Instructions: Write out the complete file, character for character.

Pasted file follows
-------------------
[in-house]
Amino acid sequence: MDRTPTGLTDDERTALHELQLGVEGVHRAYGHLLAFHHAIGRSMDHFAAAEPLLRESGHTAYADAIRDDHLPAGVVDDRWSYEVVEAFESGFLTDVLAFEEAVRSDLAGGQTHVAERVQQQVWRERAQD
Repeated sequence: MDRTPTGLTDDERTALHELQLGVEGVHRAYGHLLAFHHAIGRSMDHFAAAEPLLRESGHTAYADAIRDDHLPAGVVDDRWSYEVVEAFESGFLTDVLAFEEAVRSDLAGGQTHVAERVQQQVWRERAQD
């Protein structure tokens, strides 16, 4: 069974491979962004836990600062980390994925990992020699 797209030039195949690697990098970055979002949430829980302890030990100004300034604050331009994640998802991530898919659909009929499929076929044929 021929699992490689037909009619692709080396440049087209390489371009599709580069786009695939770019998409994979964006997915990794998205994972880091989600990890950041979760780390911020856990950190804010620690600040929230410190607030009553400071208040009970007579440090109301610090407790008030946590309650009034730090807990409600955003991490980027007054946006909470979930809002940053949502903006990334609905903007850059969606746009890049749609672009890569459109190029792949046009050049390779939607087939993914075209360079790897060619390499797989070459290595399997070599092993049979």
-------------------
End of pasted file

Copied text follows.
[in-house]
Amino acid sequence: MDRTPTGLTDDERTALHELQLGVEGVHRAYGHLLAFHHAIGRSMDHFAAAEPLLRESGHTAYADAIRDDHLPAGVVDDRWSYEVVEAFESGFLTDVLAFEEAVRSDLAGGQTHVAERVQQQVWRERAQD
Repeated sequence: MDRTPTGLTDDERTALHELQLGVEGVHRAYGHLLAFHHAIGRSMDHFAAAEPLLRESGHTAYADAIRDDHLPAGVVDDRWSYEVVEAFESGFLTDVLAFEEAVRSDLAGGQTHVAERVQQQVWRERAQD
């Protein structure tokens, strides 16, 4: 069974491979962004836990600062980390994925990992020699 797209030039195949690697990098970055979002949430829980302890030990100004300034604050331009994640998802991530898919659909009929499929076929044929 021929699992490689037909009619692709080396440049087209390489371009599709580069786009695939770019998409994979964006997915990794998205994972880091989600990890950041979760780390911020856990950190804010620690600040929230410190607030009553400071208040009970007579440090109301610090407790008030946590309650009034730090807990409600955003991490980027007054946006909470979930809002940053949502903006990334609905903007850059969606746009890049749609672009890569459109190029792949046009050049390779939607087939993914075209360079790897060619390499797989070459290595399997070599092993049979």